05 Jan 4 easy ways to love your menstrual cycle in the New Year
Are you the kind of person who makes New Year’s resolutions? I am.
Douglas and I have this hokey tradition where we write our New Year’s resolutions on a piece of paper, then tie it to a helium-filled balloon and let it drift off. (Well, that was before I read about the whole helium shortage thing. Maybe this year we’ll just set the lists on a ledge on a really windy day and let them blow away.)
Anyway, to help you squeeze more out of your New Year, I thought I’d give you New Year’s resolutions for making every week of your cycle better. Because that’s just the helpful kind of gal I am. And because I want you to love your cycle as much as I do. That way when we pass on the street, you can go, “Oh look, there’s that hormone lady who helped me love my cycle!” And I’d give you a knowing nod and you’d smile back at me and then I’d continue on my way to where ever I was headed, which was most likely to the closest chocolate shop for dark chocolate-covered pretzels.
Okay, I’m back. Self-glorifying cutaway aside, these New Year’s resolutions can really help you make the most out of your monthly cycle. Here’s how:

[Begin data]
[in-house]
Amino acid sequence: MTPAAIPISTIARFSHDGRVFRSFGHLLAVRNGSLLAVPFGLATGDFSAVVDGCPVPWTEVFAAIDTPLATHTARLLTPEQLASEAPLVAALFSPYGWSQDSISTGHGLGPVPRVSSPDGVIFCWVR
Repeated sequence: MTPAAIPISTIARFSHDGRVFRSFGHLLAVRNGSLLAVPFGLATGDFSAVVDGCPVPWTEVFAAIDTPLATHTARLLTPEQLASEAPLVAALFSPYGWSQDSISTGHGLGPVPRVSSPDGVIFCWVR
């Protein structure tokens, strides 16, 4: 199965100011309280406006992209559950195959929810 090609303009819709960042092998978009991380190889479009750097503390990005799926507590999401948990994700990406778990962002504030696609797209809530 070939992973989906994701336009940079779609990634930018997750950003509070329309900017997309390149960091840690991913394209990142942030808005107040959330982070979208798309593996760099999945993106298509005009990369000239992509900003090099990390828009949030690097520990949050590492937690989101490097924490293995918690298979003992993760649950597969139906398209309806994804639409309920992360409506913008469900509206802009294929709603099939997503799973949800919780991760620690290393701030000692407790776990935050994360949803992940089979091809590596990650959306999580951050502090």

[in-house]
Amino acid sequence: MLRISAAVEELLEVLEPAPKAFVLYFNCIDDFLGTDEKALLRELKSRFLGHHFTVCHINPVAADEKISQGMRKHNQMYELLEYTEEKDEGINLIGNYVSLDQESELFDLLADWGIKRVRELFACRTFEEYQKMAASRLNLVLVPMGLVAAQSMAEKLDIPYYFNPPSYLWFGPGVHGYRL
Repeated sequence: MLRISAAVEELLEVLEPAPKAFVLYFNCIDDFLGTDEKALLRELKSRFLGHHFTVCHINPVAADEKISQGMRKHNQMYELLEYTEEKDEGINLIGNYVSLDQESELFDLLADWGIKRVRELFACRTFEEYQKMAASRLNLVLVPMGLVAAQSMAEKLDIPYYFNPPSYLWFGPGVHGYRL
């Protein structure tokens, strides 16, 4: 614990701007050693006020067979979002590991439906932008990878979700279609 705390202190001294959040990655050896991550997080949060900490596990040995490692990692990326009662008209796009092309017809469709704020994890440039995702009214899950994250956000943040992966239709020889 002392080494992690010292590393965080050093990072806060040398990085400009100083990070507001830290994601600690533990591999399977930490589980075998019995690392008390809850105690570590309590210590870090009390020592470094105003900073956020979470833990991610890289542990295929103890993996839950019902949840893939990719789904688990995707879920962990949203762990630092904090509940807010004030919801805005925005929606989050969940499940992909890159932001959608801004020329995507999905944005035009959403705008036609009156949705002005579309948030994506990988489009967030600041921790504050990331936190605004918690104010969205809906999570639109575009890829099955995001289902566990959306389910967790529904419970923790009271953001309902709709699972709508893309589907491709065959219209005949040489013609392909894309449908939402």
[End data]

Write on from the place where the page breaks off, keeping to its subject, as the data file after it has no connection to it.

Week 1 New Year’s Resolution: Get an early start
Day 1 (first day of period) to Day 7
Your Week 1 New Year’s resolution is that the moment you get your period, start preparing for great things to accomplish in the first half of your cycle.
I know, I know: If you experience cramps and/or fatigue from your period, the beginning of your Week 1 is probably not going to be awesome. I get that. So, the idea of heading to a splashy party or running a double-marathon or starting an all-female rock band may seem about as appetizing as eating a gravel sandwich.
However, by the middle of your Week 1, whether or not you have a rough period, rising estrogen will likely have reached a point where you do become ready to take on the world. Or at least a small section of it. That’s because this hormone is helping you to become more energetic, outgoing, ambitious, confident and upbeat. And these feelings intensify all the way through ovulation at the end of your Week 2.
So, even if you’re tired or in pain from menstruating on your Day 1, you can still do online research, make a phone call, send an email, register for an event, RSVP and do other small at-home–even in-bed–tasks.